Languishing in my “documents” are three different versions of an erotic lesbian story in which I experimented with viewpoint. The two central characters are so different (but complementary, I hope) that I didn’t simply want to describe one through the eyes of the other, so the story is divided into alternating sections told by the two narrators. This tends to interrupt the plot in much the way a supposedly true story is interrupted when someone offers a different version of events.
(“We met when you were still a barista at the coffee-shop.”
“No, honey, we didn’t really meet then. I first noticed you when we were in the same class at university.”
“You were so innocent. You weren’t a lesbian, and you weren’t into BDSM.”
“I didn’t have much experience, but I knew what I wanted.”
“You were so uptight because of the way you were raised.”
“Excuse me. My parents gave me everything they didn’t have, and they always encouraged me to think for myself.”)
Will any version of my story ever see the light of day? That remains to be seen. I like both the characters, and the way they resolve their differences. I think the sex is hot. I can also see why the divided viewpoint might prevent a reader (or an editor) from smoothly following the rising tension to a satisfying conclusion.
As usual for me, I probably need to expand the story into something longer, in which different sections or chapters wouldn’t look like unnecessary interruptions.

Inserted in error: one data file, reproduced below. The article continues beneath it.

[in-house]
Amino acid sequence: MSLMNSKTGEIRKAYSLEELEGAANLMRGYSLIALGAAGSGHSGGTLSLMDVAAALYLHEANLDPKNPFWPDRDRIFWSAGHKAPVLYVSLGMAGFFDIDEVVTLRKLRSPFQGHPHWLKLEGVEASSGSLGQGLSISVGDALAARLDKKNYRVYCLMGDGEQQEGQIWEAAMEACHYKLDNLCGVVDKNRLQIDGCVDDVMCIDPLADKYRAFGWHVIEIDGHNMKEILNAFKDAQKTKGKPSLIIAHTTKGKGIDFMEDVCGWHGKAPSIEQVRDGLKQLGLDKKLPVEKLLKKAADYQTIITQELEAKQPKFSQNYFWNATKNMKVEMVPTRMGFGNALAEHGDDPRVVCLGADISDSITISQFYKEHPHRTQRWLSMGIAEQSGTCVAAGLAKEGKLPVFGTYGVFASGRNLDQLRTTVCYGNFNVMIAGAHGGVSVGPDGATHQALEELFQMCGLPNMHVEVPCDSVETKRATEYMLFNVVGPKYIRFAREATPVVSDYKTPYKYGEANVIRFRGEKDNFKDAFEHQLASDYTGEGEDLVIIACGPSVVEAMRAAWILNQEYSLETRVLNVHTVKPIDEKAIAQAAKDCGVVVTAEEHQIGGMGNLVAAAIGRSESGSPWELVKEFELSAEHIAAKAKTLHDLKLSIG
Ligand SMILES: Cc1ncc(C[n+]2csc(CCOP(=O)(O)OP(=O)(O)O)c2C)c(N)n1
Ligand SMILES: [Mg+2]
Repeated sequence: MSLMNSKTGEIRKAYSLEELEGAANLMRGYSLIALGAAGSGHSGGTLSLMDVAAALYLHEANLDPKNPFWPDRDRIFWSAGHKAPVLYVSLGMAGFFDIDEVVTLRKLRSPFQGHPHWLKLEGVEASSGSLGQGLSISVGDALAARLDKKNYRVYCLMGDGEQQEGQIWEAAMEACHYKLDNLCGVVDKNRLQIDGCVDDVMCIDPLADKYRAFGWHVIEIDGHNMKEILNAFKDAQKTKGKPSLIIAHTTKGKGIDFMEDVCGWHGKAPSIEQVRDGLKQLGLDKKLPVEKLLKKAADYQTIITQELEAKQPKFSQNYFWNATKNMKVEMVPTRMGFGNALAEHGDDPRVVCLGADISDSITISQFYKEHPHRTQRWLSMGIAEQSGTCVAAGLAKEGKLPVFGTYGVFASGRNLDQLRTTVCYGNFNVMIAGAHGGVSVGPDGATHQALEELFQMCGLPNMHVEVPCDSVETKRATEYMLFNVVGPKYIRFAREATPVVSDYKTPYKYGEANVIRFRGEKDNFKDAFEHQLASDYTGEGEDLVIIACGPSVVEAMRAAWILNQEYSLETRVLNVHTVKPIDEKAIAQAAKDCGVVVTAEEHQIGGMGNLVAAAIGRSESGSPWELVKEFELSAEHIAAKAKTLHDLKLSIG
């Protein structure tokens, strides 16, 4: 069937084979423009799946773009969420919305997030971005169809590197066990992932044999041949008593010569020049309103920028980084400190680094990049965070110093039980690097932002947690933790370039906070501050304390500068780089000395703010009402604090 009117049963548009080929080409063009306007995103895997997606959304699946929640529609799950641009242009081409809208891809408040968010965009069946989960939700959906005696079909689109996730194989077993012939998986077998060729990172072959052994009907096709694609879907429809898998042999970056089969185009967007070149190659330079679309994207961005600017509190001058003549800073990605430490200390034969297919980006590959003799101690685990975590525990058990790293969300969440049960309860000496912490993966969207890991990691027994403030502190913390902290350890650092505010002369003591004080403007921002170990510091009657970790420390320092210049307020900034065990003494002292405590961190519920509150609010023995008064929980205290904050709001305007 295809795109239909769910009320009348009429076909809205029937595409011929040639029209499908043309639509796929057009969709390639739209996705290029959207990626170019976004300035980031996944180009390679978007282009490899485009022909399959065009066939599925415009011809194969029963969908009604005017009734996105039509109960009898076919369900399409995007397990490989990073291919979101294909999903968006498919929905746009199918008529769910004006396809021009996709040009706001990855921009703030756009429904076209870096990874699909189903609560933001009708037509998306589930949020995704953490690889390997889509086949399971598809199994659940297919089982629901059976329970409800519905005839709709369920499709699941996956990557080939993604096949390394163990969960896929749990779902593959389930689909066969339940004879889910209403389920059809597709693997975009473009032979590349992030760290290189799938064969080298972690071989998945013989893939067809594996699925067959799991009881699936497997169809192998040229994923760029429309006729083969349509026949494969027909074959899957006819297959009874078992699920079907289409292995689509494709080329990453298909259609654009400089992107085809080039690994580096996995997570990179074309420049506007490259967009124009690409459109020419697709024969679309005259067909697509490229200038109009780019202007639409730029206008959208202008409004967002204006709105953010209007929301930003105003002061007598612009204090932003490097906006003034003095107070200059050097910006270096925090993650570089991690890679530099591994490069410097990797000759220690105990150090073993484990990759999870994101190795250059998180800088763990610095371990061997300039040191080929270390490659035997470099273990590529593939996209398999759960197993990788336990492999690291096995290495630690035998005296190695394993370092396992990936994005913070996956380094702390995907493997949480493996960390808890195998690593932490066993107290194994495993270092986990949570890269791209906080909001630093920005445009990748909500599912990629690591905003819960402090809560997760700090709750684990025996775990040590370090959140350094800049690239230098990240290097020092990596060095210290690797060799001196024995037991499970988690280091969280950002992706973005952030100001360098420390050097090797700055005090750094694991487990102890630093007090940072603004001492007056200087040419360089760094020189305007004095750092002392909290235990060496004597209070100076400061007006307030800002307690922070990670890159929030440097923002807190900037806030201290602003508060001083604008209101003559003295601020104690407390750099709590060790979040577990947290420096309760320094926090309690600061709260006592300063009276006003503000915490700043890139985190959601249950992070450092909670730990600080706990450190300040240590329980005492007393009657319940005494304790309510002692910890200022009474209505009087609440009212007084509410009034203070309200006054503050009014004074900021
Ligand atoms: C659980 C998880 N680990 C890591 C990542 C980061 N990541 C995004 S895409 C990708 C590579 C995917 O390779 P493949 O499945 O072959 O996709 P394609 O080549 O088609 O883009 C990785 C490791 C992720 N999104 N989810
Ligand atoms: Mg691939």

Occasionally, a story will be posted in the “Storytime” list in the Erotic Readers and Writers Association which includes great lines, great characters, great sex, and sometimes a fascinating plot, but something about the whole piece doesn’t gel. In some cases, character motivations look unclear or unconvincing to several of the readers who offer critiques, and in some cases, sex seems to be inserted into a plot without enough preparation. (The usefulness of lube in real life seems relevant here.)
Self-publishing offers a solution to the problem of where to place writing that doesn’t fit neatly into existing categories, and the Excessica site provides a marvelous combination of writer independence with technical support. However, I’m not willing to post a story for public consumption before it seems ripe enough.
I’d like to encourage all the writers reading this not to abandon your orphan pieces. Some of them probably have good bones. Leaving a first draft for awhile before coming back to it can enable you to see what it needs.
Think of it this way: there is no real failure. Some projects are thrown away, when they could have been recycled, and some just haven’t found the right home yet. Some are never finished, for various reasons. You had a reason for writing the first draft, and it might be calling you to come back to it.